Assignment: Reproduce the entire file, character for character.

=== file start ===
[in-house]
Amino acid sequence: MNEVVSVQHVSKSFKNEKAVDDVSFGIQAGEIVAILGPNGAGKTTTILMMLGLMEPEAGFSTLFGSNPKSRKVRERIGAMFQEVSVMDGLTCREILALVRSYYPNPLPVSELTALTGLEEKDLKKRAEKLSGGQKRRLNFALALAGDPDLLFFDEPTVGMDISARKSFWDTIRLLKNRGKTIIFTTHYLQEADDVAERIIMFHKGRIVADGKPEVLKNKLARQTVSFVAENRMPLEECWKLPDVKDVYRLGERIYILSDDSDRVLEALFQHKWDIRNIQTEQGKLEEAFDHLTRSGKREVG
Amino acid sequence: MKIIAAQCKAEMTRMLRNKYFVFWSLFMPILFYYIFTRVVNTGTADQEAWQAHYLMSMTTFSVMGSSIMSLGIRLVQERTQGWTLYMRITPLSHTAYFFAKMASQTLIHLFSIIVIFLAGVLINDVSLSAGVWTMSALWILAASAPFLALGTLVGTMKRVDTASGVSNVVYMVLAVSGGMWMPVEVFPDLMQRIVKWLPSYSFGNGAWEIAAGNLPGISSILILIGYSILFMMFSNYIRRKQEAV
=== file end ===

[in-house]
Amino acid sequence: MNEVVSVQHVSKSFKNEKAVDDVSFGIQAGEIVAILGPNGAGKTTTILMMLGLMEPEAGFSTLFGSNPKSRKVRERIGAMFQEVSVMDGLTCREILALVRSYYPNPLPVSELTALTGLEEKDLKKRAEKLSGGQKRRLNFALALAGDPDLLFFDEPTVGMDISARKSFWDTIRLLKNRGKTIIFTTHYLQEADDVAERIIMFHKGRIVADGKPEVLKNKLARQTVSFVAENRMPLEECWKLPDVKDVYRLGERIYILSDDSDRVLEALFQHKWDIRNIQTEQGKLEEAFDHLTRSGKREVG
Amino acid sequence: MKIIAAQCKAEMTRMLRNKYFVFWSLFMPILFYYIFTRVVNTGTADQEAWQAHYLMSMTTFSVMGSSIMSLGIRLVQERTQGWTLYMRITPLSHTAYFFAKMASQTLIHLFSIIVIFLAGVLINDVSLSAGVWTMSALWILAASAPFLALGTLVGTMKRVDTASGVSNVVYMVLAVSGGMWMPVEVFPDLMQRIVKWLPSYSFGNGAWEIAAGNLPGISSILILIGYSILFMMFSNYIRRKQEAV